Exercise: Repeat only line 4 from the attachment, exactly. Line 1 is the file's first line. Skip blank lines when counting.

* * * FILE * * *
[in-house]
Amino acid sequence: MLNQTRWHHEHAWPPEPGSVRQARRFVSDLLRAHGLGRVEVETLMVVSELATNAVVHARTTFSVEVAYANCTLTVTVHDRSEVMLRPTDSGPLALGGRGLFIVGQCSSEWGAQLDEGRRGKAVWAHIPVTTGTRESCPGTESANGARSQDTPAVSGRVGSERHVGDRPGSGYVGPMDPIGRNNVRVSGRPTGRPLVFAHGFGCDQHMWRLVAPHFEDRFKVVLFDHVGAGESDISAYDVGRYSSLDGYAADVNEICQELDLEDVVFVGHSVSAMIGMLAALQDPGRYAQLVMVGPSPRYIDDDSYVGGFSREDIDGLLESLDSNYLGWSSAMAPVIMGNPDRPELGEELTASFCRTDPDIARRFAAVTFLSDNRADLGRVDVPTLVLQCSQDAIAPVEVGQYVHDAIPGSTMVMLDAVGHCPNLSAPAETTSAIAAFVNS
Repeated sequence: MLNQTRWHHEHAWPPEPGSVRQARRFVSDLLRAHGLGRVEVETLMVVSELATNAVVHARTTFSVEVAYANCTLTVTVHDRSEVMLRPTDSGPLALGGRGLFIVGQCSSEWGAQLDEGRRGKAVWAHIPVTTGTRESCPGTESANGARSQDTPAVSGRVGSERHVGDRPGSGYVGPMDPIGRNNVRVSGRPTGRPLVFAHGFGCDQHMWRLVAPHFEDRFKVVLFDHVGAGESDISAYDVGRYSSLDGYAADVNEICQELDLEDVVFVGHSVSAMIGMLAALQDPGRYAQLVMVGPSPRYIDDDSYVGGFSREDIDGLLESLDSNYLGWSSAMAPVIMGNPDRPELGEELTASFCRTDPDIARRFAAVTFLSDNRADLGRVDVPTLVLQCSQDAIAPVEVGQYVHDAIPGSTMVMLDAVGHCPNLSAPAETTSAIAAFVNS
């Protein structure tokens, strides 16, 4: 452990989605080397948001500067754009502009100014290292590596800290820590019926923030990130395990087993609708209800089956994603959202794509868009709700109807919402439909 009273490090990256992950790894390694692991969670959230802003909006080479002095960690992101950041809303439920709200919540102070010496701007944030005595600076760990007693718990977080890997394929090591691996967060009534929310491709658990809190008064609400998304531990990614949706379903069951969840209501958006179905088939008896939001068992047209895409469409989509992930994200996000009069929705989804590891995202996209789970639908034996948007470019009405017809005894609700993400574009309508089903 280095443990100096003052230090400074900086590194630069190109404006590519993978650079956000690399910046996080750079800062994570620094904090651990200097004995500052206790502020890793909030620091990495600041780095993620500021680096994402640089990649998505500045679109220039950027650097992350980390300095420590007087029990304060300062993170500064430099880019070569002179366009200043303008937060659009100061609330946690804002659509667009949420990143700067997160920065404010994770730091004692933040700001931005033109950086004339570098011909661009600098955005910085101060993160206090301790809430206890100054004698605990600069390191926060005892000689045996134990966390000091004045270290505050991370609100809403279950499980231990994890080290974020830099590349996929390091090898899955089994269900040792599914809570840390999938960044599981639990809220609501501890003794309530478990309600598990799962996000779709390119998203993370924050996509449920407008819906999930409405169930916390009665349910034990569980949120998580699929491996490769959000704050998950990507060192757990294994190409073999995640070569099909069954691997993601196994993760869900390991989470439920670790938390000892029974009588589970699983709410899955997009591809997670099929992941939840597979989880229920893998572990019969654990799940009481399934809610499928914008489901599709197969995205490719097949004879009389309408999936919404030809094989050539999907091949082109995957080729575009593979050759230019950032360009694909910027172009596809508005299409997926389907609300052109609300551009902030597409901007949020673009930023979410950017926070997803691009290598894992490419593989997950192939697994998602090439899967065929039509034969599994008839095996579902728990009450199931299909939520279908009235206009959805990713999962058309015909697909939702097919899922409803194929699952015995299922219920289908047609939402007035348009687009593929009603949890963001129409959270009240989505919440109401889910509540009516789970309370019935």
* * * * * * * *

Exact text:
């Protein structure tokens, strides 16, 4: 452990989605080397948001500067754009502009100014290292590596800290820590019926923030990130395990087993609708209800089956994603959202794509868009709700109807919402439909 009273490090990256992950790894390694692991969670959230802003909006080479002095960690992101950041809303439920709200919540102070010496701007944030005595600076760990007693718990977080890997394929090591691996967060009534929310491709658990809190008064609400998304531990990614949706379903069951969840209501958006179905088939008896939001068992047209895409469409989509992930994200996000009069929705989804590891995202996209789970639908034996948007470019009405017809005894609700993400574009309508089903 280095443990100096003052230090400074900086590194630069190109404006590519993978650079956000690399910046996080750079800062994570620094904090651990200097004995500052206790502020890793909030620091990495600041780095993620500021680096994402640089990649998505500045679109220039950027650097992350980390300095420590007087029990304060300062993170500064430099880019070569002179366009200043303008937060659009100061609330946690804002659509667009949420990143700067997160920065404010994770730091004692933040700001931005033109950086004339570098011909661009600098955005910085101060993160206090301790809430206890100054004698605990600069390191926060005892000689045996134990966390000091004045270290505050991370609100809403279950499980231990994890080290974020830099590349996929390091090898899955089994269900040792599914809570840390999938960044599981639990809220609501501890003794309530478990309600598990799962996000779709390119998203993370924050996509449920407008819906999930409405169930916390009665349910034990569980949120998580699929491996490769959000704050998950990507060192757990294994190409073999995640070569099909069954691997993601196994993760869900390991989470439920670790938390000892029974009588589970699983709410899955997009591809997670099929992941939840597979989880229920893998572990019969654990799940009481399934809610499928914008489901599709197969995205490719097949004879009389309408999936919404030809094989050539999907091949082109995957080729575009593979050759230019950032360009694909910027172009596809508005299409997926389907609300052109609300551009902030597409901007949020673009930023979410950017926070997803691009290598894992490419593989997950192939697994998602090439899967065929039509034969599994008839095996579902728990009450199931299909939520279908009235206009959805990713999962058309015909697909939702097919899922409803194929699952015995299922219920289908047609939402007035348009687009593929009603949890963001129409959270009240989505919440109401889910509540009516789970309370019935």